2. dottoressa

    I started to travel with my parents,and later with my son as a child. We traveled through Europe together,on our own or organized. He developed an interest in Art,restaurants,walking,musicals (although we started with Gardaland,Disneyland and Prater in Vienna) and I accepted visits to football stadions ,Wimbledon and similar “culture” institutions. I always try to plan our trips very good,with staying in hotels in centre,(health and travel insurances by our insurance company were obligatory!) with enough time for different wishes. I liked our travels a lot.
    His father travels a lot for bussines and never wished to travel for pleasure (I think travelling is so important for developing young person-or any person :-)- and to broaden horizons,to meet and understand other people and culture ). Your children are so happy to have you
    Lately ,as my son is taking another Master in London- he did his first Master in Croatia last summer-, I visit London often(perfect choice!). During last year I only visited Vienna beside this

    1. silkpathdiary Post author

      Thanks so much! You are very lucky and your son even more so to experience all your travels. I hope everything goes well for him and you in London!

  3. lady sarah in london

    Great post- I travelled extensively in south east Asia and worked in US when I left college. I am grateful for those experiences – as they say, traveling broadens the mind, one hopes! Nowadays I hardly ever leave London, and when I do – it’s just a trip in Europe. I avoid flying for recreational purposes as much as possible, trains are more civilised. There are many places I would have liked to have visited, among them Syria, Iraq and Afganistan as I have a keen interest in archaelogy, – but of course this is no longer possible.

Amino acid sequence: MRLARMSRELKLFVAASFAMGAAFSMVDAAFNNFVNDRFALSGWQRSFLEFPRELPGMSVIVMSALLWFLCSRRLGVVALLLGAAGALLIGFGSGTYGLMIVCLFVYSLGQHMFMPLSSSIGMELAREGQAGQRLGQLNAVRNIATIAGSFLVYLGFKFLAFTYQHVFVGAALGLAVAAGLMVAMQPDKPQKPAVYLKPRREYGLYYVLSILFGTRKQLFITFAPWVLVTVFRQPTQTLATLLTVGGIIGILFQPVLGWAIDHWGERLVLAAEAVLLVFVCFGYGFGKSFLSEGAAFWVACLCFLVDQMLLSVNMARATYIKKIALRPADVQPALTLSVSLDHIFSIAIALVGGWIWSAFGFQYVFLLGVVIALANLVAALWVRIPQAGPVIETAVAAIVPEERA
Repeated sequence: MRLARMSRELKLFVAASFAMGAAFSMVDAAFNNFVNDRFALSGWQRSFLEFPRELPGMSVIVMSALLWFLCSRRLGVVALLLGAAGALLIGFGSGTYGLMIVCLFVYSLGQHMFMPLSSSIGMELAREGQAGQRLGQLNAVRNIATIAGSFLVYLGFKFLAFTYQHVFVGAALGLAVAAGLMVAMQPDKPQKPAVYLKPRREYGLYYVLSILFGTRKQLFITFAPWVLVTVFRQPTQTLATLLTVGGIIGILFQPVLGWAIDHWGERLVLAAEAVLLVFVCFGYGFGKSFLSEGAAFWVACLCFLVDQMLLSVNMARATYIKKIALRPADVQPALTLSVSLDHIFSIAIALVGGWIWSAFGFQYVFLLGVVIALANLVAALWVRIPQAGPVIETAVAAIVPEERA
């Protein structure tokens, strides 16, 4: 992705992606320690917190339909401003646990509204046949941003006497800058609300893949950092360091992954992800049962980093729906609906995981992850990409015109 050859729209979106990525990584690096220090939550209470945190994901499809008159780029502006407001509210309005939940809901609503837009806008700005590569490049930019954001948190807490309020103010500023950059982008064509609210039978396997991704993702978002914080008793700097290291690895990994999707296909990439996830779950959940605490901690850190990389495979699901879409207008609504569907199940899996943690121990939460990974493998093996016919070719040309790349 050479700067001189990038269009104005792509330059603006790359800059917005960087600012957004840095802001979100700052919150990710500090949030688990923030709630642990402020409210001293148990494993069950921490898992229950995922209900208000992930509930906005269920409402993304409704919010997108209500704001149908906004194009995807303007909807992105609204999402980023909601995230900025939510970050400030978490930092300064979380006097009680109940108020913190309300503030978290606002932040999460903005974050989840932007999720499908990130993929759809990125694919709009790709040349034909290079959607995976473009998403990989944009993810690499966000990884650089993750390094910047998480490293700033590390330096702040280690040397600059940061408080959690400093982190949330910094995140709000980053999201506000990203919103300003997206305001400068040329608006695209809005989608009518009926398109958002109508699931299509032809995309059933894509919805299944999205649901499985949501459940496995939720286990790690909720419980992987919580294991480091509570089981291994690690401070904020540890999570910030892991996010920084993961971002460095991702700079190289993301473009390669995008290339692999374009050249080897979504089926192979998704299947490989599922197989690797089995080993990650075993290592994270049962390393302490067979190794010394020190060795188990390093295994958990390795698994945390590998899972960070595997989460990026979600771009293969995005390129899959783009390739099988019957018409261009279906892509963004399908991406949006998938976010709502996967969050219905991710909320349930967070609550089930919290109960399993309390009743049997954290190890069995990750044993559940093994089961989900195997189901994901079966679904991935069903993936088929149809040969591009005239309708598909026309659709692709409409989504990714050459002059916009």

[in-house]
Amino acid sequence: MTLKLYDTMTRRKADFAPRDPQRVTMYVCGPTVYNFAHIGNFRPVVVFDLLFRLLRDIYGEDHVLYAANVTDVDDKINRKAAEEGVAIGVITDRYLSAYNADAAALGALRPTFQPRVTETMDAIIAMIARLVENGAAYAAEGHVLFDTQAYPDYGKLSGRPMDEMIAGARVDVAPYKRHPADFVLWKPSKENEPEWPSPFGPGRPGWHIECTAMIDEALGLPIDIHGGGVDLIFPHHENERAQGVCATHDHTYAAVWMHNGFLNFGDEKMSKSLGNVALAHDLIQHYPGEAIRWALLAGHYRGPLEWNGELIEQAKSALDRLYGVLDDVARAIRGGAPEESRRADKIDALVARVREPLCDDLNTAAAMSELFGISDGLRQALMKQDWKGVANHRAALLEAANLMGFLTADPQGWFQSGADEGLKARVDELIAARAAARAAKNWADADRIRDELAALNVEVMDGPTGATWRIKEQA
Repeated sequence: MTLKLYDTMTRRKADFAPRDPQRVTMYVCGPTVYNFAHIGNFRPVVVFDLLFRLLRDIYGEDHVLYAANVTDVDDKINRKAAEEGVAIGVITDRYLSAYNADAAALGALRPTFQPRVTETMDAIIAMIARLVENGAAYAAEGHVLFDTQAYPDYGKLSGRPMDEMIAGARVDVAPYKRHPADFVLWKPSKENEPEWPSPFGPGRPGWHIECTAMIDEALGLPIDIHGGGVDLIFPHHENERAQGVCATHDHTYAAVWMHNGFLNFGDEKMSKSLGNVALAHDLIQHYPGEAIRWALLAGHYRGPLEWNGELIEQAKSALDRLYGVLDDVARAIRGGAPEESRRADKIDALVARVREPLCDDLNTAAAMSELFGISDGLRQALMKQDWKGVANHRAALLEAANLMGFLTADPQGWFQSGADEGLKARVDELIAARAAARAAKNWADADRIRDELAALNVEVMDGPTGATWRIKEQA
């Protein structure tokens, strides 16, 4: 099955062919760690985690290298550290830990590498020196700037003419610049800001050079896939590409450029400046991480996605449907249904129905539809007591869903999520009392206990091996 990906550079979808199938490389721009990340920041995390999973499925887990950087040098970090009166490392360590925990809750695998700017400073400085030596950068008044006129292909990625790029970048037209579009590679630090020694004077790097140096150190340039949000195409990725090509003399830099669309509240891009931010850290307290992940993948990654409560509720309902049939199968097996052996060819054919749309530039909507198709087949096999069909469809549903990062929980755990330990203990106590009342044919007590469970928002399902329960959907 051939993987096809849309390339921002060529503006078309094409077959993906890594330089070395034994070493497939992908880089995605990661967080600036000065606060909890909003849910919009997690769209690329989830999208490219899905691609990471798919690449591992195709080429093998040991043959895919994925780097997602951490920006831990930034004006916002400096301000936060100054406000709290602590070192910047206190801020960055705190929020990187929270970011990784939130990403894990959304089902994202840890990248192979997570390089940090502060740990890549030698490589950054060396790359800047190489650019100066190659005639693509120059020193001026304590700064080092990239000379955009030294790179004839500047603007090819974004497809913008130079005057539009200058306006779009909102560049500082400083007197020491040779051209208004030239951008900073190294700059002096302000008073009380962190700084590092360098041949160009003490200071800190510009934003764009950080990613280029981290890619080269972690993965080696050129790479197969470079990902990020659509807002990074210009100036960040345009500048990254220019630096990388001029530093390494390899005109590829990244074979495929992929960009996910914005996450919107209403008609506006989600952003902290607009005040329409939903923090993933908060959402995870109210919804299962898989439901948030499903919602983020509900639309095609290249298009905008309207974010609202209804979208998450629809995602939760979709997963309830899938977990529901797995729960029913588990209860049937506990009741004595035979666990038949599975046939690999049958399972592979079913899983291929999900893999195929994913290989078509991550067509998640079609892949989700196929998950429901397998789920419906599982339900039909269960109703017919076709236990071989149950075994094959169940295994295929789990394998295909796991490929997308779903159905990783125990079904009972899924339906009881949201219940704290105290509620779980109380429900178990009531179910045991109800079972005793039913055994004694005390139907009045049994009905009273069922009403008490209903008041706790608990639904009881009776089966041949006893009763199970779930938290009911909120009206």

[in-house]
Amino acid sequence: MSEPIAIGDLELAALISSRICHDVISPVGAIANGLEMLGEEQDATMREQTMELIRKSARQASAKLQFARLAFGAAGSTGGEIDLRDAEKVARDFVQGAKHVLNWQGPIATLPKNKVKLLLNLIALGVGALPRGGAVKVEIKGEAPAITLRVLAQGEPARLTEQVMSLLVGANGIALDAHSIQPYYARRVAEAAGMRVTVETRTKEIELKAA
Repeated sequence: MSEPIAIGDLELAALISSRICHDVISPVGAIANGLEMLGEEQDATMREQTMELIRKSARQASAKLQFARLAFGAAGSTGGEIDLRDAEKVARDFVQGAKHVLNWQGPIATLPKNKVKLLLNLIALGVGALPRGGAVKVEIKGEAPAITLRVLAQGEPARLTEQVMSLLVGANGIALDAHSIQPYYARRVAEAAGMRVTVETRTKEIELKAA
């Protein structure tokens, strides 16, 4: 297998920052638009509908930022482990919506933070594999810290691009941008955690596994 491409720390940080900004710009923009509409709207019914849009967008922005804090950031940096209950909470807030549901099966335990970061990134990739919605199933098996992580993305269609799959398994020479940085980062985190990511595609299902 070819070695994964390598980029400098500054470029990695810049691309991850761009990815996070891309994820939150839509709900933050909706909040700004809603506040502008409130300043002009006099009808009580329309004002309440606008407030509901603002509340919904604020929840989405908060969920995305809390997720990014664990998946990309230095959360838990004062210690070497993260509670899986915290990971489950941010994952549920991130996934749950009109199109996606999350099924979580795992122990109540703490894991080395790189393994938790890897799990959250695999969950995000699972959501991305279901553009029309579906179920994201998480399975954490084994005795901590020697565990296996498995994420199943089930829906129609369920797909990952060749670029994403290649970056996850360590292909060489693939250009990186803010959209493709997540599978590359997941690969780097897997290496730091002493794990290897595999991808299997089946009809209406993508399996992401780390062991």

1. silkpathdiary Post author

      Thanks so much! I also love train travel and wish it was easier in this country eg it’s almost impossible to travel ‘sideways’ we always have to go into London and out again. Absurd. My ultimate wish is to go on all the routes on the Orient Express. Oh yes that would be worth writing about! Such a shame about those countries we can’t visit anymore.